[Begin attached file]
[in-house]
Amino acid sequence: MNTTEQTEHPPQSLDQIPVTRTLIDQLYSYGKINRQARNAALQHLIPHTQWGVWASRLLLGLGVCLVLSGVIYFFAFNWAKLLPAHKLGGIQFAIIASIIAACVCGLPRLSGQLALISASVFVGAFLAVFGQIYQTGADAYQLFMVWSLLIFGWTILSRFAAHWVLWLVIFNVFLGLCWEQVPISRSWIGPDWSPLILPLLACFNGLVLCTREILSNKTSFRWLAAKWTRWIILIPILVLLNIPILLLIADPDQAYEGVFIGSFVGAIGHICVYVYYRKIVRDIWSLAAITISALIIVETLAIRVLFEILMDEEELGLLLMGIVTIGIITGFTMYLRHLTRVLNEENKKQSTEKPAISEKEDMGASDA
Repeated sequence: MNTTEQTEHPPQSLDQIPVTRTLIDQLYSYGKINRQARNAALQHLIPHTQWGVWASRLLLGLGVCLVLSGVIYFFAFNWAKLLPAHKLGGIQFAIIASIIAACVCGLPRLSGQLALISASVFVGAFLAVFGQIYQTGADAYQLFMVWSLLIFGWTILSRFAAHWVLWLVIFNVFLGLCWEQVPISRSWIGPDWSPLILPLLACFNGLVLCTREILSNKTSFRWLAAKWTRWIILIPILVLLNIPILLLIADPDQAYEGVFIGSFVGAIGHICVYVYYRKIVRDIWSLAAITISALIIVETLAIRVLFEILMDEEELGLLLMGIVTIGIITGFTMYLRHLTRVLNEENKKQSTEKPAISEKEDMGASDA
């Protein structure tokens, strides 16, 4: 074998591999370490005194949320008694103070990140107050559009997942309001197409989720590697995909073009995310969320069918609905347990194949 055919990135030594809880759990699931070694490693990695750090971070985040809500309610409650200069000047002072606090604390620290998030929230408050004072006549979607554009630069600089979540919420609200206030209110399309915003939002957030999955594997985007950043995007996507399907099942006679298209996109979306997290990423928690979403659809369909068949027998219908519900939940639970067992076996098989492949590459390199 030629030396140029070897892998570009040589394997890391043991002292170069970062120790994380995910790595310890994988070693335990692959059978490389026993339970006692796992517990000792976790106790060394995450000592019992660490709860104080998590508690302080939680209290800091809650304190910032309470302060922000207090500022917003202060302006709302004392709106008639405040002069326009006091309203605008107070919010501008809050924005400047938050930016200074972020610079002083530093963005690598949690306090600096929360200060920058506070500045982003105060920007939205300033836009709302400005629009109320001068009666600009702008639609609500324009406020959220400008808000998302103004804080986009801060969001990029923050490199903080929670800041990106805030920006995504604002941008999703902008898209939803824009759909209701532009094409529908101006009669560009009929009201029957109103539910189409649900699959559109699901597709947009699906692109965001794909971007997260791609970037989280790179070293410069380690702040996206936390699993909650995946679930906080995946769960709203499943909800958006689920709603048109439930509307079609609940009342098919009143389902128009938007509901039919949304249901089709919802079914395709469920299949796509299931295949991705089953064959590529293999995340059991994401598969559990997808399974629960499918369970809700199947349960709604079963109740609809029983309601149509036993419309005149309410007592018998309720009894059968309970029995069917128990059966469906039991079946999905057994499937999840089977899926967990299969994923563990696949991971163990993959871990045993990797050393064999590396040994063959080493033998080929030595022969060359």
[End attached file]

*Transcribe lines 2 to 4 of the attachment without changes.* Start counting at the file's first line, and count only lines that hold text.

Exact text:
Amino acid sequence: MNTTEQTEHPPQSLDQIPVTRTLIDQLYSYGKINRQARNAALQHLIPHTQWGVWASRLLLGLGVCLVLSGVIYFFAFNWAKLLPAHKLGGIQFAIIASIIAACVCGLPRLSGQLALISASVFVGAFLAVFGQIYQTGADAYQLFMVWSLLIFGWTILSRFAAHWVLWLVIFNVFLGLCWEQVPISRSWIGPDWSPLILPLLACFNGLVLCTREILSNKTSFRWLAAKWTRWIILIPILVLLNIPILLLIADPDQAYEGVFIGSFVGAIGHICVYVYYRKIVRDIWSLAAITISALIIVETLAIRVLFEILMDEEELGLLLMGIVTIGIITGFTMYLRHLTRVLNEENKKQSTEKPAISEKEDMGASDA
Repeated sequence: MNTTEQTEHPPQSLDQIPVTRTLIDQLYSYGKINRQARNAALQHLIPHTQWGVWASRLLLGLGVCLVLSGVIYFFAFNWAKLLPAHKLGGIQFAIIASIIAACVCGLPRLSGQLALISASVFVGAFLAVFGQIYQTGADAYQLFMVWSLLIFGWTILSRFAAHWVLWLVIFNVFLGLCWEQVPISRSWIGPDWSPLILPLLACFNGLVLCTREILSNKTSFRWLAAKWTRWIILIPILVLLNIPILLLIADPDQAYEGVFIGSFVGAIGHICVYVYYRKIVRDIWSLAAITISALIIVETLAIRVLFEILMDEEELGLLLMGIVTIGIITGFTMYLRHLTRVLNEENKKQSTEKPAISEKEDMGASDA
């Protein structure tokens, strides 16, 4: 074998591999370490005194949320008694103070990140107050559009997942309001197409989720590697995909073009995310969320069918609905347990194949 055919990135030594809880759990699931070694490693990695750090971070985040809500309610409650200069000047002072606090604390620290998030929230408050004072006549979607554009630069600089979540919420609200206030209110399309915003939002957030999955594997985007950043995007996507399907099942006679298209996109979306997290990423928690979403659809369909068949027998219908519900939940639970067992076996098989492949590459390199 030629030396140029070897892998570009040589394997890391043991002292170069970062120790994380995910790595310890994988070693335990692959059978490389026993339970006692796992517990000792976790106790060394995450000592019992660490709860104080998590508690302080939680209290800091809650304190910032309470302060922000207090500022917003202060302006709302004392709106008639405040002069326009006091309203605008107070919010501008809050924005400047938050930016200074972020610079002083530093963005690598949690306090600096929360200060920058506070500045982003105060920007939205300033836009709302400005629009109320001068009666600009702008639609609500324009406020959220400008808000998302103004804080986009801060969001990029923050490199903080929670800041990106805030920006995504604002941008999703902008898209939803824009759909209701532009094409529908101006009669560009009929009201029957109103539910189409649900699959559109699901597709947009699906692109965001794909971007997260791609970037989280790179070293410069380690702040996206936390699993909650995946679930906080995946769960709203499943909800958006689920709603048109439930509307079609609940009342098919009143389902128009938007509901039919949304249901089709919802079914395709469920299949796509299931295949991705089953064959590529293999995340059991994401598969559990997808399974629960499918369970809700199947349960709604079963109740609809029983309601149509036993419309005149309410007592018998309720009894059968309970029995069917128990059966469906039991079946999905057994499937999840089977899926967990299969994923563990696949991971163990993959871990045993990797050393064999590396040994063959080493033998080929030595022969060359």